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Friday, June 25, 2010

No Evidence Yet That Oil Spill Hurt Obama's Job Approval Rating

Various commentators and polling observers are still discussing the question of whether or not the BP oil spill has affected President Obama's overall job approval ratings. (See here and here, and for two seemingly contradictory reports here and here, and further back an informed look here).

One need not look much further than our Gallup Daily tracking to go a long way towards answering the question. Day after day, seven days a week (with the occasional holiday) we track the president's job approval rating. This allows us to analyze the correlation between any specific news event and changes in the day-by-day trend line of presidential approval.

On Monday of this week I reviewed these data and concluded: "No Sign That Obama's Overall Job Approval Rating Has Been Significantly Affected."

Based on weekly Gallup averages, here's what I said:

There is less evidence that the oil spill has affected Obama's standing in the public's eye from a comparison of his weekly overall job approval average before the BP spill on April 20 with his average after the spill. Obama's ratings have been slightly lower in the last four weeks than they were in the four weeks prior to that, but his average in either time period is not much different from his 48% average in the four weeks immediately prior to the spill . . . However, weekly trends in Obama's overall job approval rating show no significant impact from the oil spill; his weekly average now is little different from what it was in the weeks prior to the spill.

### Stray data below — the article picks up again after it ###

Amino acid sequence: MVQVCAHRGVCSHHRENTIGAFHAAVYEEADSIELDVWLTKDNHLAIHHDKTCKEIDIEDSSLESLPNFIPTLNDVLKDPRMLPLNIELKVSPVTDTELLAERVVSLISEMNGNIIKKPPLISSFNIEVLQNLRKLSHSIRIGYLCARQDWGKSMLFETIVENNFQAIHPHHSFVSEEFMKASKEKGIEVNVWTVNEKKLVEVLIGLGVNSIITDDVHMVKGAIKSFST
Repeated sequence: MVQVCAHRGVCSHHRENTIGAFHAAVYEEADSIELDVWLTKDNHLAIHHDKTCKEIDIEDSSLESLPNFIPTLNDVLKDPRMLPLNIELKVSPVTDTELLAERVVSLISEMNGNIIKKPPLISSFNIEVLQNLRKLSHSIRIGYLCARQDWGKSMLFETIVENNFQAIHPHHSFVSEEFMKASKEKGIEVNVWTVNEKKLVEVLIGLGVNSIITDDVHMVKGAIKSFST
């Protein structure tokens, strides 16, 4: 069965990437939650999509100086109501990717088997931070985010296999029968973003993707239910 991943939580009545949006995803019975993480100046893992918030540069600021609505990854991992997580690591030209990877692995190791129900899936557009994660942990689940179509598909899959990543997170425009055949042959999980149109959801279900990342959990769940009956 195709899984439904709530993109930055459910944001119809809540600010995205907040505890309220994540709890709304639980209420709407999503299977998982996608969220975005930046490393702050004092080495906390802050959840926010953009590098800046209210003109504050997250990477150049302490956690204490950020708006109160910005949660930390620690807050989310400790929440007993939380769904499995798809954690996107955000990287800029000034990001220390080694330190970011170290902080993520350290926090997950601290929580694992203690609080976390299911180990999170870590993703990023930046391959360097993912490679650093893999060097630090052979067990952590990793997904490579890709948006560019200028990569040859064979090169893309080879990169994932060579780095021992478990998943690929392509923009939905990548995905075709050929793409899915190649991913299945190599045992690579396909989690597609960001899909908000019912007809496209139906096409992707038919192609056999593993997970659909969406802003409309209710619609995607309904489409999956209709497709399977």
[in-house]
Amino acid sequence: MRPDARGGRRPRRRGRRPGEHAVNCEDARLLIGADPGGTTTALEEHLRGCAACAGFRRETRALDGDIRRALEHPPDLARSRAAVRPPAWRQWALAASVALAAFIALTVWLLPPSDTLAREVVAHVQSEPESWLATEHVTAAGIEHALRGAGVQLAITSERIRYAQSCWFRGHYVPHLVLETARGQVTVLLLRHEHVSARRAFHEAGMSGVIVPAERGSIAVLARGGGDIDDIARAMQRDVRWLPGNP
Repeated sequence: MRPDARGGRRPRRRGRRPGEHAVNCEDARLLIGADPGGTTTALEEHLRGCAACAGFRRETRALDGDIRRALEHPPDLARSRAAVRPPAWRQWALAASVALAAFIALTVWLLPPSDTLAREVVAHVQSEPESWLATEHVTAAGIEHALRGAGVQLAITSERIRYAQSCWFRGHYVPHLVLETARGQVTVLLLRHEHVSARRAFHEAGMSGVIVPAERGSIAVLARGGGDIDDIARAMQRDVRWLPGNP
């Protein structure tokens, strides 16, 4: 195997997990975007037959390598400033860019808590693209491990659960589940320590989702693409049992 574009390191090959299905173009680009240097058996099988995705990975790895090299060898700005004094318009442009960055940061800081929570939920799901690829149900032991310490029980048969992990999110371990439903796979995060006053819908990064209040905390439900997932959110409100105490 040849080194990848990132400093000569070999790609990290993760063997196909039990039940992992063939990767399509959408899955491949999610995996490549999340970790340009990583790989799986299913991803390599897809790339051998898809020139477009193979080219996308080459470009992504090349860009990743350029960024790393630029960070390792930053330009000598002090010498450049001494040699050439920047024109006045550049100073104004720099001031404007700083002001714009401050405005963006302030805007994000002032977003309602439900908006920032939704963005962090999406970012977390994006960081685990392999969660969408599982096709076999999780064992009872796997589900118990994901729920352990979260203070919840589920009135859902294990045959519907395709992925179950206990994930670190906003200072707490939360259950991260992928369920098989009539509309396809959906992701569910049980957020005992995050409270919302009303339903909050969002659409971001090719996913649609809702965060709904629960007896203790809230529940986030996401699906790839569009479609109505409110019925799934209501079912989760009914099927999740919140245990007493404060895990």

Now. That was through last week; Obama's weekly job approval average for June 15-21 was 47%. This week, so far, Monday through Thursday, Obama has been averaging 45%. If this lower trend continues through the weekend (by no means guaranteed), then we will report a dip by next week.

But, by this point in time, it's getting more and more difficult (and it never was easy) to establish causality between changes in Obama's approval rating and the oil spill. There are other variables coming into play as each day goes on. In particular, this past week we have the firing of Gen. Stanley McChrystal (and we'll have some specific data on the public's reaction to that on Monday), plus the tentative passage of a new financial reform bill much pushed by the Obama administration. Either could be affecting Obama's job approval rating -- along with economic news, the Dow, and a host of other variables not as dramatically obvious as the oil spill.

As noted, the further away we get from the April 20 oil spill, the lower the certainty with which we can attribute changes in Obama's job approval rating to it -- or any specific event.

But the data to date do show little evidence of a dramatic drop in Obama's job approval rating immediately after -- or two months after -- the BP oil platform explosion and the beginning of the oil leak/spill.

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